Mumbai: The National Company Law Tribunal (NCLT) on Monday said that the Mistry family firms are not qualified to file a petition alleging mismanagement of Tata Sons Ltd and oppression of minority shareholders.
It will decide on whether it can waive this requirement on 7 March.
The ruling that the two firms’ petition was not maintainable was expected, although it was also expected that the NCLT would simultaneously hear and rule favourably on a petition seeking a waiver of maintainability norms filed by Cyrus Investments Pvt. Ltd and Sterling Investments Pvt. Ltd along with their original petition.
“The petitioners have failed to convince the court that the application is maintainable,” said B.S.V. Kumar, presiding member of NCLT. Under the new Companies Act, shareholders are required to hold 10% equity to be qualified to file such a petition. The Act does not define equity to mean only ordinary equity.
The two Mistry firms own a combined 18.4% of ordinary equity shares of the Tata group holding firm, but their holding falls below 10% when preference shares are taken into account. According to the Tatas, Mistry firms hold only about 2.17% then.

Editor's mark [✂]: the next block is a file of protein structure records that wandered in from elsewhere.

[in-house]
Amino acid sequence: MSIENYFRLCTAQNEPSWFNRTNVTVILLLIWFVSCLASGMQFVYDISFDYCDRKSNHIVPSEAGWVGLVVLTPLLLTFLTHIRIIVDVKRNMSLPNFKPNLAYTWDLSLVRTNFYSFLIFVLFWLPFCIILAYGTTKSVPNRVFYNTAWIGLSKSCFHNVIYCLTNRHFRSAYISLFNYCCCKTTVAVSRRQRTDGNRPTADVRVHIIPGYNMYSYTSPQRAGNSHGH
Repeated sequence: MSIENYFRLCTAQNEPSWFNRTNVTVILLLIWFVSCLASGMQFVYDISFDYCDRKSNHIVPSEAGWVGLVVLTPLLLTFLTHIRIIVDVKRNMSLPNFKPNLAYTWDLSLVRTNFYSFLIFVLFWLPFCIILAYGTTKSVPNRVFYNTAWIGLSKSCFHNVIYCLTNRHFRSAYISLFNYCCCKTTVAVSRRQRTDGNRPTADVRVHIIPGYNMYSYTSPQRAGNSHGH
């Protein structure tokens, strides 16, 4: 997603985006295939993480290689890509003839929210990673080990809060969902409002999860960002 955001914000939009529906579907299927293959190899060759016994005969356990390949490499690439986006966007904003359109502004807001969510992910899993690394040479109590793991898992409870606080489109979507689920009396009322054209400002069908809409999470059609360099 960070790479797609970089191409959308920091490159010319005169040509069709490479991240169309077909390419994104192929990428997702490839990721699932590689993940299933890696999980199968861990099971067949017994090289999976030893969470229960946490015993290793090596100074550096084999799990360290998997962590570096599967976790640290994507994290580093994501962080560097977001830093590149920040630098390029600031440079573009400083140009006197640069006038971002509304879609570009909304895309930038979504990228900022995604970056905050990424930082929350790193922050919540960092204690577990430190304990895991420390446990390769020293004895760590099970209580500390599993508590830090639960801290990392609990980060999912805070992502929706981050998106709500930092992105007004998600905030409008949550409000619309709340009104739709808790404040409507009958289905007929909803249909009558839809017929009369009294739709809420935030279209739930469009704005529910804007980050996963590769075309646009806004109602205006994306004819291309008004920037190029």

In a hearing on 31 January, the firms insisted that they wanted the tribunal to first hear the petition on maintainability. The tribunal did not agree and said that it would hear the plea on maintainability along with the main petition. The tribunal also gave the green signal to Tata Sons to hold a planned shareholder meeting. On 6 February, Cyrus Mistry was removed as a director of Tata Sons in this shareholders meeting, a few months after his ouster as chairman in a 24 October boardroom putsch.
The investment firms approached the National Company Law Appellate Tribunal (NCLAT) against the order. Dismissing the appeal, NCLAT said that tribunal must first hear the petition on maintainability issue, if it held against Mistry camp, the tribunal must hear them on their waiver plea and then on merits of the case.
If NCLT rules granting a waiver tomorrow, Tata Sons could challenge it in NCLAT since rules say such a waiver should be sought before filing a petition.
If it grants against, Mistry could go to court against today’s ruling and also on the waiver petition.